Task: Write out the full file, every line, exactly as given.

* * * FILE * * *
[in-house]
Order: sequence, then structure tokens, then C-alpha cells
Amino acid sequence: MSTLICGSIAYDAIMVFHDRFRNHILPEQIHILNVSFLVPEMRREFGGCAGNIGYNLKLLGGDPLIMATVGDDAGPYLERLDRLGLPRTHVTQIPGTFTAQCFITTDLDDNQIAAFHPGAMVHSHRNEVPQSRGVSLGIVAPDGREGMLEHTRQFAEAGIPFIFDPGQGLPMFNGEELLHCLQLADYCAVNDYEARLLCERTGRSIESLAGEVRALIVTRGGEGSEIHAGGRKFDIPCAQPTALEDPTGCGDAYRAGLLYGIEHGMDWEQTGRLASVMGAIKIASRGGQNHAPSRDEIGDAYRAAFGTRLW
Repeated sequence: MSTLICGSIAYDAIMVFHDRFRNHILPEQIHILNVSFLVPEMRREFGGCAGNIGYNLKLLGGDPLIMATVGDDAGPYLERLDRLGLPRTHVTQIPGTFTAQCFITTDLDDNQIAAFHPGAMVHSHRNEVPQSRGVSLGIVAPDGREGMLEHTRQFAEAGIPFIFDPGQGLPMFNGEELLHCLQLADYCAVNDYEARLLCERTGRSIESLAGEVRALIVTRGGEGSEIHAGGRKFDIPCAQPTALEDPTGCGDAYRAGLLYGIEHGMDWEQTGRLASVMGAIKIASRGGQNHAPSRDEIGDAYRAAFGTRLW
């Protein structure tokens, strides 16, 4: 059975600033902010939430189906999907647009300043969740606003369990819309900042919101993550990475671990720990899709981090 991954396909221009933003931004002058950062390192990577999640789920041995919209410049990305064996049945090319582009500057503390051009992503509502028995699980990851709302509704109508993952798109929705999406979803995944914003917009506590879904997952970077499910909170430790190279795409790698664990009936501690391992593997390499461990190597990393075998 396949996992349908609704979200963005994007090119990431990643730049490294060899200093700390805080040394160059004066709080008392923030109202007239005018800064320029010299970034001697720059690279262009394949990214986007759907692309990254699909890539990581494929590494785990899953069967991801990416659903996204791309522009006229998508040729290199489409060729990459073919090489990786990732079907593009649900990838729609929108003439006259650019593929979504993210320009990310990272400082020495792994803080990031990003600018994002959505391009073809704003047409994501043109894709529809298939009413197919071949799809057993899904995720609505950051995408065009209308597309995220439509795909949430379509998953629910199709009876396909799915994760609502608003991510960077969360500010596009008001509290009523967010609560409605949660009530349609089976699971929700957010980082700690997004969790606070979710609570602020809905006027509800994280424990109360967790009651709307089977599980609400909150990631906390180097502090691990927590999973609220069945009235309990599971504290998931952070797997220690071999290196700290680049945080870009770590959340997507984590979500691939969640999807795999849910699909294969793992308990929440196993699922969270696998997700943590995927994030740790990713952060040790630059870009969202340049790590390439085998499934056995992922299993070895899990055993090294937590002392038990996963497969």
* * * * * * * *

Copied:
[in-house]
Order: sequence, then structure tokens, then C-alpha cells
Amino acid sequence: MSTLICGSIAYDAIMVFHDRFRNHILPEQIHILNVSFLVPEMRREFGGCAGNIGYNLKLLGGDPLIMATVGDDAGPYLERLDRLGLPRTHVTQIPGTFTAQCFITTDLDDNQIAAFHPGAMVHSHRNEVPQSRGVSLGIVAPDGREGMLEHTRQFAEAGIPFIFDPGQGLPMFNGEELLHCLQLADYCAVNDYEARLLCERTGRSIESLAGEVRALIVTRGGEGSEIHAGGRKFDIPCAQPTALEDPTGCGDAYRAGLLYGIEHGMDWEQTGRLASVMGAIKIASRGGQNHAPSRDEIGDAYRAAFGTRLW
Repeated sequence: MSTLICGSIAYDAIMVFHDRFRNHILPEQIHILNVSFLVPEMRREFGGCAGNIGYNLKLLGGDPLIMATVGDDAGPYLERLDRLGLPRTHVTQIPGTFTAQCFITTDLDDNQIAAFHPGAMVHSHRNEVPQSRGVSLGIVAPDGREGMLEHTRQFAEAGIPFIFDPGQGLPMFNGEELLHCLQLADYCAVNDYEARLLCERTGRSIESLAGEVRALIVTRGGEGSEIHAGGRKFDIPCAQPTALEDPTGCGDAYRAGLLYGIEHGMDWEQTGRLASVMGAIKIASRGGQNHAPSRDEIGDAYRAAFGTRLW
């Protein structure tokens, strides 16, 4: 059975600033902010939430189906999907647009300043969740606003369990819309900042919101993550990475671990720990899709981090 991954396909221009933003931004002058950062390192990577999640789920041995919209410049990305064996049945090319582009500057503390051009992503509502028995699980990851709302509704109508993952798109929705999406979803995944914003917009506590879904997952970077499910909170430790190279795409790698664990009936501690391992593997390499461990190597990393075998 396949996992349908609704979200963005994007090119990431990643730049490294060899200093700390805080040394160059004066709080008392923030109202007239005018800064320029010299970034001697720059690279262009394949990214986007759907692309990254699909890539990581494929590494785990899953069967991801990416659903996204791309522009006229998508040729290199489409060729990459073919090489990786990732079907593009649900990838729609929108003439006259650019593929979504993210320009990310990272400082020495792994803080990031990003600018994002959505391009073809704003047409994501043109894709529809298939009413197919071949799809057993899904995720609505950051995408065009209308597309995220439509795909949430379509998953629910199709009876396909799915994760609502608003991510960077969360500010596009008001509290009523967010609560409605949660009530349609089976699971929700957010980082700690997004969790606070979710609570602020809905006027509800994280424990109360967790009651709307089977599980609400909150990631906390180097502090691990927590999973609220069945009235309990599971504290998931952070797997220690071999290196700290680049945080870009770590959340997507984590979500691939969640999807795999849910699909294969793992308990929440196993699922969270696998997700943590995927994030740790990713952060040790630059870009969202340049790590390439085998499934056995992922299993070895899990055993090294937590002392038990996963497969």